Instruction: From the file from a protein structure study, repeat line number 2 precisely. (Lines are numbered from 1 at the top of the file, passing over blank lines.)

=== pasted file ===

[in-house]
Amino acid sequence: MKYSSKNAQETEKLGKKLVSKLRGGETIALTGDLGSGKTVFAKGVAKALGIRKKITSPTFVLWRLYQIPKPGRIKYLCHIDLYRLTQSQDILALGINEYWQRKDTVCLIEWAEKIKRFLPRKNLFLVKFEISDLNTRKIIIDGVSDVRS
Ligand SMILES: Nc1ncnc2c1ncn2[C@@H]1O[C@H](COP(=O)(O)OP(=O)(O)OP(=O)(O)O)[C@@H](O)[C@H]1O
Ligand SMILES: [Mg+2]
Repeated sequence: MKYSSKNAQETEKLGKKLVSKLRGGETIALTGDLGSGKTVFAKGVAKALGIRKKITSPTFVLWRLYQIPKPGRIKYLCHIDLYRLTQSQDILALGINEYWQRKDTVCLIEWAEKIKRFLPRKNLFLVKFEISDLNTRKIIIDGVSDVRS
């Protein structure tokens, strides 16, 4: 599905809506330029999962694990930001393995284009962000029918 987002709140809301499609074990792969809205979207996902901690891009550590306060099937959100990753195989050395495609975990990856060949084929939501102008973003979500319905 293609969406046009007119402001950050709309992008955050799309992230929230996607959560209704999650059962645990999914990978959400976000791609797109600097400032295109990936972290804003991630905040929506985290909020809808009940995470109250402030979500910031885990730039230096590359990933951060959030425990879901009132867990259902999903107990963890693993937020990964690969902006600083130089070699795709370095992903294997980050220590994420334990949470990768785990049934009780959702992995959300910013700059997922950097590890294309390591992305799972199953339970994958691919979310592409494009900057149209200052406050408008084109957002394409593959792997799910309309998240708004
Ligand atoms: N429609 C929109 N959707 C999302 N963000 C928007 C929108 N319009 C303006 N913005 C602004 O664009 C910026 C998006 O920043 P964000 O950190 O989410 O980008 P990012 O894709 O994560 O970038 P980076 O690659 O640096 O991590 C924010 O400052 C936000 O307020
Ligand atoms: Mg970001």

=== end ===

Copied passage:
Amino acid sequence: MKYSSKNAQETEKLGKKLVSKLRGGETIALTGDLGSGKTVFAKGVAKALGIRKKITSPTFVLWRLYQIPKPGRIKYLCHIDLYRLTQSQDILALGINEYWQRKDTVCLIEWAEKIKRFLPRKNLFLVKFEISDLNTRKIIIDGVSDVRS